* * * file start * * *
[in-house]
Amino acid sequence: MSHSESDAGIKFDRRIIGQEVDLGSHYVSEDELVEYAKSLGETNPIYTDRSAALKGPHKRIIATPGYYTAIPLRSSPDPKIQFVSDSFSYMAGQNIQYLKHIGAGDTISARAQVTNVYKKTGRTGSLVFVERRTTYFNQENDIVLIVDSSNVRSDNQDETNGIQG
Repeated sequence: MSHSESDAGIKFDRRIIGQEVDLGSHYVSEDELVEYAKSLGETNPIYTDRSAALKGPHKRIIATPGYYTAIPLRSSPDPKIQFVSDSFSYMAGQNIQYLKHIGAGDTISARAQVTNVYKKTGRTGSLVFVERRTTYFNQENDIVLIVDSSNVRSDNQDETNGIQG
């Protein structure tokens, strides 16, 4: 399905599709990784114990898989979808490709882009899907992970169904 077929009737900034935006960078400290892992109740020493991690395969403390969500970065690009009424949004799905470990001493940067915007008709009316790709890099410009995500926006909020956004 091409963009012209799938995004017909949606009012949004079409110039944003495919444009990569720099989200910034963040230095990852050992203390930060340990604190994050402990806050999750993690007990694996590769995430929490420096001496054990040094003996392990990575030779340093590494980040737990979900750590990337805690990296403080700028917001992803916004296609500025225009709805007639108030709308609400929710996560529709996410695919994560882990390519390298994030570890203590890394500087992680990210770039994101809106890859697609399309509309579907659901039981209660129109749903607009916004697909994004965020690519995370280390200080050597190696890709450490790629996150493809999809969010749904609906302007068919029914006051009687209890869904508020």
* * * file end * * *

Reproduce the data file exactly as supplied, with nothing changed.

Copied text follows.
[in-house]
Amino acid sequence: MSHSESDAGIKFDRRIIGQEVDLGSHYVSEDELVEYAKSLGETNPIYTDRSAALKGPHKRIIATPGYYTAIPLRSSPDPKIQFVSDSFSYMAGQNIQYLKHIGAGDTISARAQVTNVYKKTGRTGSLVFVERRTTYFNQENDIVLIVDSSNVRSDNQDETNGIQG
Repeated sequence: MSHSESDAGIKFDRRIIGQEVDLGSHYVSEDELVEYAKSLGETNPIYTDRSAALKGPHKRIIATPGYYTAIPLRSSPDPKIQFVSDSFSYMAGQNIQYLKHIGAGDTISARAQVTNVYKKTGRTGSLVFVERRTTYFNQENDIVLIVDSSNVRSDNQDETNGIQG
């Protein structure tokens, strides 16, 4: 399905599709990784114990898989979808490709882009899907992970169904 077929009737900034935006960078400290892992109740020493991690395969403390969500970065690009009424949004799905470990001493940067915007008709009316790709890099410009995500926006909020956004 091409963009012209799938995004017909949606009012949004079409110039944003495919444009990569720099989200910034963040230095990852050992203390930060340990604190994050402990806050999750993690007990694996590769995430929490420096001496054990040094003996392990990575030779340093590494980040737990979900750590990337805690990296403080700028917001992803916004296609500025225009709805007639108030709308609400929710996560529709996410695919994560882990390519390298994030570890203590890394500087992680990210770039994101809106890859697609399309509309579907659901039981209660129109749903607009916004697909994004965020690519995370280390200080050597190696890709450490790629996150493809999809969010749904609906302007068919029914006051009687209890869904508020």